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The Life And Literary Works Of Shirley Jackson

4276 words - 17 pages

Shirley Jackson was born on December 14, 1919 to Leslie and Geraldine Jackson. Her surroundings were comfortable and friendly. Two years after Shirley was born, her family with her newborn brother moved from San Francisco to Burlingame, California, about thirty miles away. "According to her mother, Shirley began to compose verse almost as soon as she could write it" (Friedman, 18). As a child, Shirley was interested in sports and literature. In 1930, a year before she attended Burlingame High School, Shirley began writing poetry and short stories. Jackson enrolled in the liberal arts program at the University of Rochester in 1934. But after periods of unhappiness and questioning the loyalty of her friends, she withdrew from the university. For the next year Shirley worked night and day on her writing. In doing so she established work habits, which she maintained for the rest of her life. After a year of becoming conscientious and disciplined writer, Jackson thought she better return to college for more schooling. In 1937, she entered Syracuse University. At first she was in the School of Journalism, but then she decided to transfer to the English department. For the next two years, while at Syracuse, Shirley published, fifteen pieces in campus magazines and became fiction editor of "The Syracusan", a campus humor magazine. When her position as fiction editor was eliminated, she and fellow classmate Stanley Edgar Hyman began to plan a magazine of literary quality, one that the English Club finally agreed to sponsor. (Friedman, 21) In 1939, the first edition of "The Spectre" was published. Although the magazine became popular, the English department didn't like the biting editorials and critical essays. But inspite of the department's constant watch over the magazine, Leonard Brown, a modern literature teacher, backed the students and the publication. Later, Jackson was always to refer to Brown as her mentor; and in 1959 she dedicated her novel "The Haunting of Hill House" to him.(Oppenheimer, 45) But in the summer of 1940, since Jackson and Hyman were graduating, it was announced the "The Spectre" had been discontinued. "Apparently hard feelings on the part of school authorities lasted for quite some time and may have been one of the reasons why neither Miss Jackson, even after becoming a successful author, nor Mr. Hyman, a known critic, was named as a recipient of the Arents Pioneer Medal for outstanding achievement, the highest honor granted by the university. Not until the year of her death in 1965-twenty-five years later- was the medal finally awarded to her-in absentia, since she was unable to attend the ceremony."(Friedman, 26)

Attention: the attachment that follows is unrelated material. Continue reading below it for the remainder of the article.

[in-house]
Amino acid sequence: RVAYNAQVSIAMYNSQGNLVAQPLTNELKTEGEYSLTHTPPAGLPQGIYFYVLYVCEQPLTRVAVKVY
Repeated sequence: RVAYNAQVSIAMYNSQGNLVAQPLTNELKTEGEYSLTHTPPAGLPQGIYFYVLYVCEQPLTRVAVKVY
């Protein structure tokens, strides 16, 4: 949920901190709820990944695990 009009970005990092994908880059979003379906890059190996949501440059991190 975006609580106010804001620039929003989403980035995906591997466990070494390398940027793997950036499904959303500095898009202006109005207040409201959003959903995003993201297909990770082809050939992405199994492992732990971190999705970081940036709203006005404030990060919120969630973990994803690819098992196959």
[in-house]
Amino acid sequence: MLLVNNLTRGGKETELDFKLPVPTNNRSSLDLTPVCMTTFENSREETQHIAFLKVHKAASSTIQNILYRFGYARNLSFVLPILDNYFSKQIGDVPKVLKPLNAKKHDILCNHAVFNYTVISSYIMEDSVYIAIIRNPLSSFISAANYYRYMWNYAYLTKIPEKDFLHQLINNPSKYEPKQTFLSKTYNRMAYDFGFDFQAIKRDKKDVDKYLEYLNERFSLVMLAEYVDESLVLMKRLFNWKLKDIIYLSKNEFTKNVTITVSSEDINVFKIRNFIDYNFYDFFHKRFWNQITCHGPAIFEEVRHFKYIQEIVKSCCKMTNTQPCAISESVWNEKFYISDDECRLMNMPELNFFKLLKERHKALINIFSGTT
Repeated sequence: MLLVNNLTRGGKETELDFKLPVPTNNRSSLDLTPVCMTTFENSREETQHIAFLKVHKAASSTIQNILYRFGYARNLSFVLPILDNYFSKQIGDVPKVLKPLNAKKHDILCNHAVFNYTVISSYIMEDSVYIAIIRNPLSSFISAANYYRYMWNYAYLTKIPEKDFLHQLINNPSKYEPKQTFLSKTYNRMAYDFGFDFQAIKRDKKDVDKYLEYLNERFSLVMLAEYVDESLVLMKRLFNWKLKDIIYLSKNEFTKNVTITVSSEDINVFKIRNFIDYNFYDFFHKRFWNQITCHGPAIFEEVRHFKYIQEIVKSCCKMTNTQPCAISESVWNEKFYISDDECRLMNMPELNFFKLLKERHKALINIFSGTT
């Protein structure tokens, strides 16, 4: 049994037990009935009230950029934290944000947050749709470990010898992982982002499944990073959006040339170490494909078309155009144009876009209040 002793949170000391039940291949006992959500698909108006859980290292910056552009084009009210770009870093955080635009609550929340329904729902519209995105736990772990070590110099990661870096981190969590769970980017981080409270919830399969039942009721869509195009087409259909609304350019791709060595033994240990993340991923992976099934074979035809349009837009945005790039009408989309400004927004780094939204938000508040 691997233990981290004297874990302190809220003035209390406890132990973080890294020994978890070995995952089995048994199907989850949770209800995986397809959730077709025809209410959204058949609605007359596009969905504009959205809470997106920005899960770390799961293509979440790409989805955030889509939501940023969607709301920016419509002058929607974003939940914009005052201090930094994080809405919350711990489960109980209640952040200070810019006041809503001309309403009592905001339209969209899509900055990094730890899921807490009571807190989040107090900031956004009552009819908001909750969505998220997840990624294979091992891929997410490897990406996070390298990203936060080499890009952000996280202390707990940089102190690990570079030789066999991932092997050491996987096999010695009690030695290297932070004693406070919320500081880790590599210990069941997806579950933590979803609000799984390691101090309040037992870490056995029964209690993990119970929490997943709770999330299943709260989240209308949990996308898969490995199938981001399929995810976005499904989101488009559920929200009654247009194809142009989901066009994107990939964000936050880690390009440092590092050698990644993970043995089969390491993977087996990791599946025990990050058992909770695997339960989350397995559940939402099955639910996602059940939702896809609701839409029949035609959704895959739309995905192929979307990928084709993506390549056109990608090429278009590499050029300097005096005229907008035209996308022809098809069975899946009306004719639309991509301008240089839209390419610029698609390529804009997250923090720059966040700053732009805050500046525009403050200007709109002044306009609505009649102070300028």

In 1940, after their graduation Hyman and Jackson, who had a relationship, were married. While living in Vermont, Jackson continued to write. One of her earliest times in Vermont later became material for her first book about the family, "Life Among the Savages." Between 1945 and 1947, Jackson was occupied with...

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